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From Xingcan Cui <xingc...@gmail.com>
Subject Re: Cross operation on two huge datasets
Date Thu, 23 Feb 2017 12:56:19 GMT
Hi,

@Gwen, sorry that I missed the cross function and showed you the wrong way.
@Fabian's answers are what I mean.

Considering that the cross function is so expensive, can we find a way to
restrict the broadcast. That is, if the groupBy function is a many-to-one
mapping, the cross function is an all-to-all mapping, is it possible to
define a many-to-many mapping function that broadcasts shapes to more than
one (but not all) index area?

Best,
Xingcan

On Thu, Feb 23, 2017 at 7:07 PM, Fabian Hueske <fhueske@gmail.com> wrote:

> Hi Gwen,
>
> sorry I didn't read your answer, I was still writing mine when you sent
> yours ;-)
>
> Regarding your strategy, this is basically what Cross does:
> It keeps on input partitioned and broadcasts (replicates) the other one.
> On each partition, it combines the records of the partition of the first
> input with all records of the replicated second input.
> I think this is what you describe as well, right?
>
> As I wrote before, this approach is quadratic and does not scale to large
> data sizes.
> I would recommend to look into spatial partitioning. Otherwise, I do not
> see how the problem can be solved for large data sets.
>
> Best, Fabian
>
> 2017-02-23 12:00 GMT+01:00 Fabian Hueske <fhueske@gmail.com>:
>
>> Hi,
>>
>> Flink's batch DataSet API does already support (manual) theta-joins via
>> the CrossFunction. It combines each pair of records of two input data sets.
>> This is done by broadcasting (and hence replicating) one of the inputs.
>> @Xingcan, so I think what you describe is already there.
>> However, as I said before, it is often prohibitively expensive to
>> compute. When you are at a point, where a MapFunction with broadcast set is
>> not longer sufficient (the smaller data set does not fit into memory),
>> you're problem is often too big too compute.
>> The complexity of a Cartesian product (Cross) is simply quadratic.
>>
>> Regarding the specific problem of joining spatial shapes and points, I
>> would go with a spatial partitioning as follows:
>> - Partition the space and compute for each shape into which partitions it
>> belongs (could be more than one).
>> - Do the same for the points (will be exactly one).
>> - Do a 1-n join on the partition ids + an additional check if the point
>> is actually in the shape.
>>
>> The challenge here is to have partitions of similar size.
>>
>> Cheers, Fabian
>>
>> 2017-02-23 5:59 GMT+01:00 Xingcan Cui <xingcanc@gmail.com>:
>>
>>> Hi all,
>>>
>>> @Gwen From the database's point of view, the only way to avoid Cartesian
>>> product in join is to use index, which exhibits as key grouping in Flink.
>>> However, it only supports many-to-one mapping now, i.e., a shape or a point
>>> can only be distributed to a single group. Only points and shapes belonging
>>> to the same group can be joined and that could reduce the inherent pair
>>> comparisons (compared with a Cartesian product). It's perfectly
>>> suitable for equi-join.
>>>
>>> @Fabian I saw this thread when I was just considering about theta-join
>>> (which will eventually be supported) in Flink. Since it's impossible to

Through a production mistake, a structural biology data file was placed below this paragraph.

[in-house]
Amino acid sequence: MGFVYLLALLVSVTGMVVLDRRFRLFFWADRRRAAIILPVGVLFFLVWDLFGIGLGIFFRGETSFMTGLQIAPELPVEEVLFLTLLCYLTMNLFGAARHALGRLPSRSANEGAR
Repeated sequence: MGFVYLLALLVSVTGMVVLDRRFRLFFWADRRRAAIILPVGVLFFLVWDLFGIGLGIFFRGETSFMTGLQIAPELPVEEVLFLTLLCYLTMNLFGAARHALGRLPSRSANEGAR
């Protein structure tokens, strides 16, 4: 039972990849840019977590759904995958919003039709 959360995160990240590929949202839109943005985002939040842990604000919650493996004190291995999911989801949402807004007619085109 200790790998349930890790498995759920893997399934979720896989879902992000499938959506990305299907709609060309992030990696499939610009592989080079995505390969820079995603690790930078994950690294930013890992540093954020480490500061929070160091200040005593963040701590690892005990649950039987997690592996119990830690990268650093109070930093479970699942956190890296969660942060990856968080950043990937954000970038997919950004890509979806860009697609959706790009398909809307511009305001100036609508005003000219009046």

>>> group (index) a dataset for an arbitrary theta-join, I think we may need
>>> some duplication mechanism here. For example, split a dataset into n parts
>>> and send the other dataset to all of these parts. This could be more useful
>>> in stream join. BTW, it seems that I've seen another thread discussing
>>> about this, but can not find it now. What do you think?
>>>
>>> Best,
>>> Xingcan
>>>
>>> On Thu, Feb 23, 2017 at 6:41 AM, Fabian Hueske <fhueske@gmail.com>
>>> wrote:
>>>
>>>> Hi Gwen,
>>>>
>>>> Flink usually performs a block nested loop join to cross two data sets.
>>>> This algorithm spills one input to disk and streams the other input.
>>>> For each input it fills a memory buffer and to perform the cross. Then the
>>>> buffer of the spilled input is refilled with spilled records and records
>>>> are again crossed. This is done until one iteration over the spill records
>>>> is done. Then the other buffer of the streamed input is filled with the
>>>> next records.
>>>>
>>>> You should be aware that cross is a super expensive operation,
>>>> especially if you evaluate a complex condition for each pair of records.
So
>>>> cross can be easily too expensive to compute.
>>>> For such use cases it is usually better to apply a coarse-grained
>>>> spatial partitioning and do a key-based join on the partitions. Within each
>>>> partition you'd perform a cross.
>>>>
>>>> Best, Fabian
>>>>
>>>>
>>>> 2017-02-21 18:34 GMT+01:00 Gwenhael Pasquiers <
>>>> gwenhael.pasquiers@ericsson.com>:
>>>>
>>>>> Hi,
>>>>>
>>>>>
>>>>>
>>>>> I need (or at least I think I do) to do a cross operation between two
>>>>> huge datasets. One dataset is a list of points. The other one is a list
of
>>>>> shapes (areas).
>>>>>
>>>>>
>>>>>
>>>>> I want to know, for each point, the areas (they might overlap so a
>>>>> point can be in multiple areas) it belongs to so I thought I’d “cross”
my
>>>>> points and areas since I need to test each point against each area.
>>>>>
>>>>>
>>>>>
>>>>> I tried it and my job stucks seems to work for some seconds then, at
>>>>> some point, it stucks.
>>>>>
>>>>>
>>>>>
>>>>> I’m wondering if Flink, for cross operations, tries to load one of
the
>>>>> two datasets into RAM or if it’s able to split the job in multiple
>>>>> iterations (even if it means reading one of the two datasets multiple
>>>>> times).
>>>>>
>>>>>
>>>>>
>>>>> Or maybe I’m going at it the wrong way, or missing some parameters,
>>>>> feel free to correct me J
>>>>>
>>>>>
>>>>>
>>>>> I’m using flink 1.0.1.
>>>>>
>>>>>
>>>>>
>>>>> Thanks in advance
>>>>>
>>>>>
>>>>>
>>>>> Gwen’
>>>>>
>>>>
>>>>
>>>
>>
>

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